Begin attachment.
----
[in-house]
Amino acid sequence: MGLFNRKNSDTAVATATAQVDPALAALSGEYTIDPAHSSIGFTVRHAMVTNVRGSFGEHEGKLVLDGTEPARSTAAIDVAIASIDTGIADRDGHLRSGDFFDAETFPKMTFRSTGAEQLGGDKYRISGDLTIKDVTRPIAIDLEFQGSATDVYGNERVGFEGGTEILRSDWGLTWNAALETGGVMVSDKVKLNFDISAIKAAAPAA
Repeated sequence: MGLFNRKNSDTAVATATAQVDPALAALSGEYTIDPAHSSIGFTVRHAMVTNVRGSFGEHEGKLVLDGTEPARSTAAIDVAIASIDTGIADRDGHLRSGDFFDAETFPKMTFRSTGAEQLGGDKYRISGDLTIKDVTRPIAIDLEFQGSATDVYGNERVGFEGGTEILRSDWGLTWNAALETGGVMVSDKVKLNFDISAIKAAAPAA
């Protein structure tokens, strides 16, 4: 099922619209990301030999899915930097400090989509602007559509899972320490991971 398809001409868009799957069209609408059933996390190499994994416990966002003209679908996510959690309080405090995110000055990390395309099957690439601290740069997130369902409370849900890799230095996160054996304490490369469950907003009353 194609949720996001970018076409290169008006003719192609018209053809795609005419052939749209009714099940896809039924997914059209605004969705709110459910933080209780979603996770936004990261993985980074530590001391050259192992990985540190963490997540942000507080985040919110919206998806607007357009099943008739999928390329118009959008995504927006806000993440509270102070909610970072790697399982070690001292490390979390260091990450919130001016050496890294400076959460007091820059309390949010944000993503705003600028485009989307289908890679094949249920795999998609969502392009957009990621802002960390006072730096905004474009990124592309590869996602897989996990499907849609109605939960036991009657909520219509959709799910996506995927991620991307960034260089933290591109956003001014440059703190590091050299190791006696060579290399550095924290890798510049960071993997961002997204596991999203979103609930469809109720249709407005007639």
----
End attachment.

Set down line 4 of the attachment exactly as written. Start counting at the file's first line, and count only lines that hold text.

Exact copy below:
């Protein structure tokens, strides 16, 4: 099922619209990301030999899915930097400090989509602007559509899972320490991971 398809001409868009799957069209609408059933996390190499994994416990966002003209679908996510959690309080405090995110000055990390395309099957690439601290740069997130369902409370849900890799230095996160054996304490490369469950907003009353 194609949720996001970018076409290169008006003719192609018209053809795609005419052939749209009714099940896809039924997914059209605004969705709110459910933080209780979603996770936004990261993985980074530590001391050259192992990985540190963490997540942000507080985040919110919206998806607007357009099943008739999928390329118009959008995504927006806000993440509270102070909610970072790697399982070690001292490390979390260091990450919130001016050496890294400076959460007091820059309390949010944000993503705003600028485009989307289908890679094949249920795999998609969502392009957009990621802002960390006072730096905004474009990124592309590869996602897989996990499907849609109605939960036991009657909520219509959709799910996506995927991620991307960034260089933290591109956003001014440059703190590091050299190791006696060579290399550095924290890798510049960071993997961002997204596991999203979103609930469809109720249709407005007639």